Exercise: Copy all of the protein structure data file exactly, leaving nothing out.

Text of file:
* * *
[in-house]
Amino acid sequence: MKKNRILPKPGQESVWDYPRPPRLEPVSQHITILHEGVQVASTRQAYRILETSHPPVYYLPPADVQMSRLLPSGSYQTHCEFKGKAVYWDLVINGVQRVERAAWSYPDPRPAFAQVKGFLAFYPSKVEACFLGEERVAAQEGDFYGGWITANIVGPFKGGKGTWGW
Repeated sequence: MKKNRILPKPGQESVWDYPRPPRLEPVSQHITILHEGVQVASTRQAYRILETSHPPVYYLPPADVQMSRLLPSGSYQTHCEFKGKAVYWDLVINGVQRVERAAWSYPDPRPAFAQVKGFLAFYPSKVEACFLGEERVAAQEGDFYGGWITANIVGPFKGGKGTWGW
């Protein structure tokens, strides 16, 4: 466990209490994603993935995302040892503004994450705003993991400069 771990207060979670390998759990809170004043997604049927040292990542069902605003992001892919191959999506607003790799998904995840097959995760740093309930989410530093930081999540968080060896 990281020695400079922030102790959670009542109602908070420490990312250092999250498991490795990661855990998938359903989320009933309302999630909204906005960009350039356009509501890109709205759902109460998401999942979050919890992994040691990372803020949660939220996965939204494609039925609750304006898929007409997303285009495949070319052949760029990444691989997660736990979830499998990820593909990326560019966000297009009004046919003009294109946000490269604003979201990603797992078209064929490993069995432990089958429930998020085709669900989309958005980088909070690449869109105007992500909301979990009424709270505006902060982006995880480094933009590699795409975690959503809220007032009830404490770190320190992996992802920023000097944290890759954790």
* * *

[in-house]
Amino acid sequence: MKKNRILPKPGQESVWDYPRPPRLEPVSQHITILHEGVQVASTRQAYRILETSHPPVYYLPPADVQMSRLLPSGSYQTHCEFKGKAVYWDLVINGVQRVERAAWSYPDPRPAFAQVKGFLAFYPSKVEACFLGEERVAAQEGDFYGGWITANIVGPFKGGKGTWGW
Repeated sequence: MKKNRILPKPGQESVWDYPRPPRLEPVSQHITILHEGVQVASTRQAYRILETSHPPVYYLPPADVQMSRLLPSGSYQTHCEFKGKAVYWDLVINGVQRVERAAWSYPDPRPAFAQVKGFLAFYPSKVEACFLGEERVAAQEGDFYGGWITANIVGPFKGGKGTWGW
């Protein structure tokens, strides 16, 4: 466990209490994603993935995302040892503004994450705003993991400069 771990207060979670390998759990809170004043997604049927040292990542069902605003992001892919191959999506607003790799998904995840097959995760740093309930989410530093930081999540968080060896 990281020695400079922030102790959670009542109602908070420490990312250092999250498991490795990661855990998938359903989320009933309302999630909204906005960009350039356009509501890109709205759902109460998401999942979050919890992994040691990372803020949660939220996965939204494609039925609750304006898929007409997303285009495949070319052949760029990444691989997660736990979830499998990820593909990326560019966000297009009004046919003009294109946000490269604003979201990603797992078209064929490993069995432990089958429930998020085709669900989309958005980088909070690449869109105007992500909301979990009424709270505006902060982006995880480094933009590699795409975690959503809220007032009830404490770190320190992996992802920023000097944290890759954790």